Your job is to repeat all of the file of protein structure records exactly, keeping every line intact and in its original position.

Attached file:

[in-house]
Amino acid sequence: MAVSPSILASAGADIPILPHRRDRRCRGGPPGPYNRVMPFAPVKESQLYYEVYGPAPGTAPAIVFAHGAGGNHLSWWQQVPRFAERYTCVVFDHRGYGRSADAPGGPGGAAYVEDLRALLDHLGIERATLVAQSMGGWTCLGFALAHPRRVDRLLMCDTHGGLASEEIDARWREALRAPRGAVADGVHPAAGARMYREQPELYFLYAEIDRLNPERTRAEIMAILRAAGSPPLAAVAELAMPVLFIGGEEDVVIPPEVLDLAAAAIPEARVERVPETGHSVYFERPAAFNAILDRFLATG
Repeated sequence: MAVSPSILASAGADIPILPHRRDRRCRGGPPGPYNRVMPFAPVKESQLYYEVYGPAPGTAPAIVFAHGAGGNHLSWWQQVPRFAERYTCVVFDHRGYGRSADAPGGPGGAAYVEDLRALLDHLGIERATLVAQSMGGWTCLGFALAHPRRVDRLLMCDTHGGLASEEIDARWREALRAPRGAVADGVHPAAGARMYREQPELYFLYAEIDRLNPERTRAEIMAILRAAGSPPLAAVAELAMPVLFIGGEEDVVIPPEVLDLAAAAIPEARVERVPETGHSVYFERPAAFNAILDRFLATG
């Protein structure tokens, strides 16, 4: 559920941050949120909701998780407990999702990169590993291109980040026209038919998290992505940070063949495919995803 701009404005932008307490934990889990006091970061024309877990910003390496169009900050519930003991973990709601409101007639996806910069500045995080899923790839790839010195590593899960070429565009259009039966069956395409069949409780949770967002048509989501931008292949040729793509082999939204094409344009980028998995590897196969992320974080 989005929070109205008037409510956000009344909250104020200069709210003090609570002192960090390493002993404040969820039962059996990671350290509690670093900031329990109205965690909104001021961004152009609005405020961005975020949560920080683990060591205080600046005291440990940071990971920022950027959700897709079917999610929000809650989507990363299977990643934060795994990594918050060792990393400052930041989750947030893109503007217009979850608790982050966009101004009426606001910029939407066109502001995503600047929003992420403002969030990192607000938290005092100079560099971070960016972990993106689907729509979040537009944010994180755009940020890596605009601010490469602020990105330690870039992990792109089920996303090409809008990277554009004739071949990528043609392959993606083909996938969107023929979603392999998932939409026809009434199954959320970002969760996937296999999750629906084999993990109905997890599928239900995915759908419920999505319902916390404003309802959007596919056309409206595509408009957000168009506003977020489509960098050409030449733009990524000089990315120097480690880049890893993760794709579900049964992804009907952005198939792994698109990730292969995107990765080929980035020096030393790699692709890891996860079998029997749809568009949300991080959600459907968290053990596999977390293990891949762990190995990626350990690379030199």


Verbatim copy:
[in-house]
Amino acid sequence: MAVSPSILASAGADIPILPHRRDRRCRGGPPGPYNRVMPFAPVKESQLYYEVYGPAPGTAPAIVFAHGAGGNHLSWWQQVPRFAERYTCVVFDHRGYGRSADAPGGPGGAAYVEDLRALLDHLGIERATLVAQSMGGWTCLGFALAHPRRVDRLLMCDTHGGLASEEIDARWREALRAPRGAVADGVHPAAGARMYREQPELYFLYAEIDRLNPERTRAEIMAILRAAGSPPLAAVAELAMPVLFIGGEEDVVIPPEVLDLAAAAIPEARVERVPETGHSVYFERPAAFNAILDRFLATG
Repeated sequence: MAVSPSILASAGADIPILPHRRDRRCRGGPPGPYNRVMPFAPVKESQLYYEVYGPAPGTAPAIVFAHGAGGNHLSWWQQVPRFAERYTCVVFDHRGYGRSADAPGGPGGAAYVEDLRALLDHLGIERATLVAQSMGGWTCLGFALAHPRRVDRLLMCDTHGGLASEEIDARWREALRAPRGAVADGVHPAAGARMYREQPELYFLYAEIDRLNPERTRAEIMAILRAAGSPPLAAVAELAMPVLFIGGEEDVVIPPEVLDLAAAAIPEARVERVPETGHSVYFERPAAFNAILDRFLATG
């Protein structure tokens, strides 16, 4: 559920941050949120909701998780407990999702990169590993291109980040026209038919998290992505940070063949495919995803 701009404005932008307490934990889990006091970061024309877990910003390496169009900050519930003991973990709601409101007639996806910069500045995080899923790839790839010195590593899960070429565009259009039966069956395409069949409780949770967002048509989501931008292949040729793509082999939204094409344009980028998995590897196969992320974080 989005929070109205008037409510956000009344909250104020200069709210003090609570002192960090390493002993404040969820039962059996990671350290509690670093900031329990109205965690909104001021961004152009609005405020961005975020949560920080683990060591205080600046005291440990940071990971920022950027959700897709079917999610929000809650989507990363299977990643934060795994990594918050060792990393400052930041989750947030893109503007217009979850608790982050966009101004009426606001910029939407066109502001995503600047929003992420403002969030990192607000938290005092100079560099971070960016972990993106689907729509979040537009944010994180755009940020890596605009601010490469602020990105330690870039992990792109089920996303090409809008990277554009004739071949990528043609392959993606083909996938969107023929979603392999998932939409026809009434199954959320970002969760996937296999999750629906084999993990109905997890599928239900995915759908419920999505319902916390404003309802959007596919056309409206595509408009957000168009506003977020489509960098050409030449733009990524000089990315120097480690880049890893993760794709579900049964992804009907952005198939792994698109990730292969995107990765080929980035020096030393790699692709890891996860079998029997749809568009949300991080959600459907968290053990596999977390293990891949762990190995990626350990690379030199």